Mike: It didn’t really. I never had my collar felt, which is amazing in retrospect, particularly the time of The Angry Brigade. One issue of Mole Express was laid out in a rather run-down house in Moss Side – belonged to some nice people I knew – I was glad of the help – somebody else to help paste up the magazine… The magazine was out on the street. Two weeks later there was a big story in the papers: eight members of the Angry Brigade arrested in Stoke Newington (August 71?). I looked at the names and I thought ‘My God, that’s the people that I was staying with’…
Dave: Did you feel there was a network or did you feel like a one-man operation?
Mike: Looking back it seems to have been a bit of a network but it didn’t feel like that at the time. Roger Eagle in music, On The Eighth Day, the University Social Society, all the assorted trots and anarchists that hung about there… Various groups all started at about the same time, and we all more or less knew each other, even if we were going in different directions.
Dave: Why did Mole Express finish in ’77?
Mike: …one of the editorial crew… a community activist… was actually a member of the Liberal Party and was starting to build up a Liberal Party power-base in Moss Side and Hulme… We ran a story exposing him… and he said he was suing the printer…
We changed the name… The City Enquirer – (it was) duplicated – no more than a couple of hundred copies, concentrating on all the gossip and scandal around the Town Hall. And that lasted for three years… more or less on subscription. My inspiration was… Claude Cockburn and The Week which was not a mass circulation thing it was an insider political gossip and scandal column – from the 1930s.
Dave: Could I ask Bob to talk about… the link between Mole Express and City Fun… And could you talk a bit about New Manchester Review…?
Bob: I encountered New Manchester Review in 1977 when I came back to Manchester to live. The review was a fortnightly events magazine based on Time Out… but it had radical news coverage… It had a real interest in music because it would have music listings,… it would interview musicians and that would attract advertising. And also the Review promoted music events at Band On The Wall and Rafters.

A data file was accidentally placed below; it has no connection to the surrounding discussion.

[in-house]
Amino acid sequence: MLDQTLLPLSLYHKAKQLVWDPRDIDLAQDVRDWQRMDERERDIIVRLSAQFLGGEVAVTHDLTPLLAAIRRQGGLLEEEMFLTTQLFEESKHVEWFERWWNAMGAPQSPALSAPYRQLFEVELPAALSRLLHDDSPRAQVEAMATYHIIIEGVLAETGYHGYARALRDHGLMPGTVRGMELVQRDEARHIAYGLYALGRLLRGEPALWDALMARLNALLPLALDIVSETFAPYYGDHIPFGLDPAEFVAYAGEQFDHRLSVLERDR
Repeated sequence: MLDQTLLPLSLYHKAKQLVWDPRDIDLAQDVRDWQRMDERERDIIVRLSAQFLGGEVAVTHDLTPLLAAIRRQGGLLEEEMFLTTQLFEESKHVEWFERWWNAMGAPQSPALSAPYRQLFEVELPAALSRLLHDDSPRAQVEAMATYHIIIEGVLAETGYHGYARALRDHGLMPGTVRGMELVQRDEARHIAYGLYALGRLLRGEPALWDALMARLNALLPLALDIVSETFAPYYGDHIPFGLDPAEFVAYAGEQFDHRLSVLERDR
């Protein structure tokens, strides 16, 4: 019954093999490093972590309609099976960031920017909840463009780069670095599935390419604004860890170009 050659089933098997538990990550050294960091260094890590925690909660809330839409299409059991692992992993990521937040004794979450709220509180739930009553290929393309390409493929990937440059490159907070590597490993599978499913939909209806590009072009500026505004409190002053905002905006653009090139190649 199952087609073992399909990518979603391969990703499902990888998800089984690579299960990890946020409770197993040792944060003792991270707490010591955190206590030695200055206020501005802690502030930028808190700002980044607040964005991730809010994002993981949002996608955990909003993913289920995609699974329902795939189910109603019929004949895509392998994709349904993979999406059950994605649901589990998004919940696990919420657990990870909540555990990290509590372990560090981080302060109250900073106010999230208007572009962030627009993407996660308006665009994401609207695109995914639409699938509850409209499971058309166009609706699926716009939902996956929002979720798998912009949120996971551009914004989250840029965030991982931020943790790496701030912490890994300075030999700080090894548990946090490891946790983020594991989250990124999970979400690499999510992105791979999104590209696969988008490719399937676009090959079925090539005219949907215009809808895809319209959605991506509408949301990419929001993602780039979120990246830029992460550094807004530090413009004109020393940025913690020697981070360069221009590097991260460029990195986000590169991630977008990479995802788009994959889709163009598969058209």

Mole Express had an office at 182 Oxford Road where the Review was – 178 next door. Mole Express and the Review knew each other very well… There was another alternative magazine Free Press going at the same time. So there was a whole alternative press scene going in Manchester in the mid-70s.
There were a number of other community magazines – a very vibrant scene in Tameside, Ashton, Rochdale, Bury – the important thing about those community magazines, which were aimed at local working class communities, was that RAP – Rochdale Alternative Paper – owned their own printing press.
If you wrote something offensive, the risk was that the printer could be sued and the wholesaler could also be sued – the way to get round that was to own your own means of production. Lots of other alternative papers took their papers to be printed by RAP and City Fun was one of them.
The Review went through several different printers but we did have our own typesetting operation in the office. The distributors… Surridge Dawson, said ‘If you’re going to have your own type-setters, they’re going to have to be unionised and they’re going to have to be paid the union rate’…. which was more than the £50 that the editors got paid and we the contributors got paid nothing. So there were internal resentments automatically happening because of the ambition of the New Manchester Review to be a commercial success.